Greg and I went to the local UU church today for Easter service. This was our second Sunday to the UU, and it seems to be a very good fit for us. The UU gives us a group of people to fellowship with, which is something I have missed lately, and doesn’t require us to change or hide what we really believe. I am pagan at heart, always been a witch and always will be; I am a little bit Buddhist, and try to incorporate the mindfulness training into my daily life; I would not call myself Christian by today’s definition, but I do believe in God and Jesus.

I believe Jesus was a great teacher and prophet. He was a revolutionary who taught against the teaching of the church. He taught that we are to love God, and we are to love each other. It’s all about love and relationships. Today’s Christian churches seemed to have missed that teaching these days. I believe if Jesus came back today, he would teach the same lesson he taught 2000 years ago, scrap the church of laws and rules, and find God again.

The church today is focused on the idea that Jesus was crucified and rose from the dead after three days. I believe he was crucified, just for the things he said about the established church, which controlled the government. I don’t believe he rose from the dead though. But whether his resurrection is fact or myth doesn’t really matter. What does matter is did we hear the lessons that Jesus taught. Are we focused on God and taking care of each other? Do we provide food for the hungry and shelter for the homeless? Do we heal the sick, regardless of their social status or do we turn them away? Do we raise our children to respect their elders, each other, and themselves? Do we stand up for injustice, or are we just spectators waiting for someone else to speak up?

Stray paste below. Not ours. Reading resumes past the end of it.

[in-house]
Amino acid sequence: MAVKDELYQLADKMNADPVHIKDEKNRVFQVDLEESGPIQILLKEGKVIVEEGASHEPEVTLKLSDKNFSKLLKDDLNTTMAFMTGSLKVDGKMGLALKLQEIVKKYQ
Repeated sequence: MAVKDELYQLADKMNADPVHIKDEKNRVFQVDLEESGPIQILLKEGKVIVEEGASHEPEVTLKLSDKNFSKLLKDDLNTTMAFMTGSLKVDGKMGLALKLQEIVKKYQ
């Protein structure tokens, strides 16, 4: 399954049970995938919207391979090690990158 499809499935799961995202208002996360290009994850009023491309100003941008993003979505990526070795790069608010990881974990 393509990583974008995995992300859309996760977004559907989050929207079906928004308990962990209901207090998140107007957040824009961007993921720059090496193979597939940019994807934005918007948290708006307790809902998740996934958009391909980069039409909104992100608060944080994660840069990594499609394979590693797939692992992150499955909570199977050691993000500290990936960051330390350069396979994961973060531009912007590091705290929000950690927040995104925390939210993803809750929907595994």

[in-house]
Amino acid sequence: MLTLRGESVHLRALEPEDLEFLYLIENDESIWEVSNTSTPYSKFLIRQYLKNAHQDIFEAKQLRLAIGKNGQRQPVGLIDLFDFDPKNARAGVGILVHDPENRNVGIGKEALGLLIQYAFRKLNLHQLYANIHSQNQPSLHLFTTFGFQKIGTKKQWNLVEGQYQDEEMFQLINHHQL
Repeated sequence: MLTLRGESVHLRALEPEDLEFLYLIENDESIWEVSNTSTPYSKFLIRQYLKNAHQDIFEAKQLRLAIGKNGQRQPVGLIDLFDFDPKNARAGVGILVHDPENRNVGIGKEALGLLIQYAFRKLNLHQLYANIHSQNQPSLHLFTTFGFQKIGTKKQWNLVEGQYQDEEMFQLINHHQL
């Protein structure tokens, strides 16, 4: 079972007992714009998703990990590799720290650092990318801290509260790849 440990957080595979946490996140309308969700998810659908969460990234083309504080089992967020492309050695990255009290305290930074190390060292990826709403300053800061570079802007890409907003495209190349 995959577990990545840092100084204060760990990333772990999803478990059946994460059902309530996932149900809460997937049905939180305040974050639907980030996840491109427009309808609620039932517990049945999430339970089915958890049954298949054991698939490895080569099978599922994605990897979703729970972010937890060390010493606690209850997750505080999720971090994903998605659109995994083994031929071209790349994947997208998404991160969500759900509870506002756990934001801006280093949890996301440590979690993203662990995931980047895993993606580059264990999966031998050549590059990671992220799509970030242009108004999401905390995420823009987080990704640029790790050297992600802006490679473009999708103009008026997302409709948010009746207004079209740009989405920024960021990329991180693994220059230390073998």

Easter is about new beginnings. Easter is about sacrifice. The sacrifice of doing what is right intstead of what is popular. The sacrifice of stepping out of our comfortable boundaries, and taking care of our neighbors that need our help, of accepting each other as children of God and nothing more, and taking care of the earth and life that are gifts of God. The sacrifice of this Easter should be a return to humanity, a return to love and acceptance, and a letting go of the prejudice, judgements, and stereotypes being preached today by churches, politicians, and media. Let this Easter be the day you give yourself permission to be the person that Jesus taught us to be, and not the person that’s expected of society.

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